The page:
OBJECTIVE-Fatty acid-induced mitochondrial uncoupling and oxidative stress have been proposed to reduce cardiac efficiency and contribute to cardiac dysfunction in type 2 diabetes. We hypothesized that mitochondrial uncoupling may also contribute to reduced cardiac efficiency and contractile dysfunction in the type 1 diabetic Akita mouse model (Akita). RESEARCH DESIGN AND METHODS-Cardiac function and substrate utilization were determined in isolated working hearts and in vivo function by echocardiography. Mitochondrial function and coupling were determined in saponin-permeabilized fibers, and proton leak kinetics was determined in isolated mitochondria. Hydrogen peroxide production and aconitase activity were measured in isolated mitochondria, and total reactive oxygen species (ROS) were measured in heart homogenates. RESULTS-Resting cardiac function was normal in Akita mice, and myocardial insulin sensitivity was preserved. Although Akita hearts oxidized more fatty acids, myocardial O 2 consumption was not increased, and cardiac efficiency was not reduced. ADP-stimulated mitochondrial oxygen consumption and ATP synthesis were decreased, and mitochondria showed grossly abnormal morphology in Akita. There was no evidence of oxidative stress, and despite a twofold increase in uncoupling protein 3 (UCP3) content, ATP-to-O ratios and proton leak kinetics were unchanged, even after perfusion of Akita hearts with 1 mmol/l palmitate. CONCLUSIONS-Insulin-deficient Akita hearts do not exhibit fatty acid-induced mitochondrial uncoupling, indicating important differences in the basis for mitochondrial dysfunction between insulin-responsive type 1 versus insulin-resistant type 2 diabetic hearts. Increased UCP3 levels do not automatically increase mitochondrial uncoupling in the heart, which supports the hypothesis that fatty acid-induced mitochondrial uncoupling as exists in type 2 diabetic hearts requires a concomitant increase in ROS generation.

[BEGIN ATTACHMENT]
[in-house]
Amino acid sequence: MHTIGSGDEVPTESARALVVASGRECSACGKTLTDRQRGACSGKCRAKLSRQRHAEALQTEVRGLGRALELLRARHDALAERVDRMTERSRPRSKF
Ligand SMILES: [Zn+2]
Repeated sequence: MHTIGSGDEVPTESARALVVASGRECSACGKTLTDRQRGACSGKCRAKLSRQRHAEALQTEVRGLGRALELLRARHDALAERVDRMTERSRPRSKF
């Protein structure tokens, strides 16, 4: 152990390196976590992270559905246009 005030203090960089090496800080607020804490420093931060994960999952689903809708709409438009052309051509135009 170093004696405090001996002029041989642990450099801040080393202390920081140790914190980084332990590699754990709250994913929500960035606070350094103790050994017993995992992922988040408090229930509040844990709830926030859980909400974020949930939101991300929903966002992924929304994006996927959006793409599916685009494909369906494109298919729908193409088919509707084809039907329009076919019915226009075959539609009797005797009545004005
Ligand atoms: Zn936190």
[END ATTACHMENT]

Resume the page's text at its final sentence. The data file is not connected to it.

ASJC Scopus subject areas
- Internal Medicine
- Endocrinology, Diabetes and Metabolism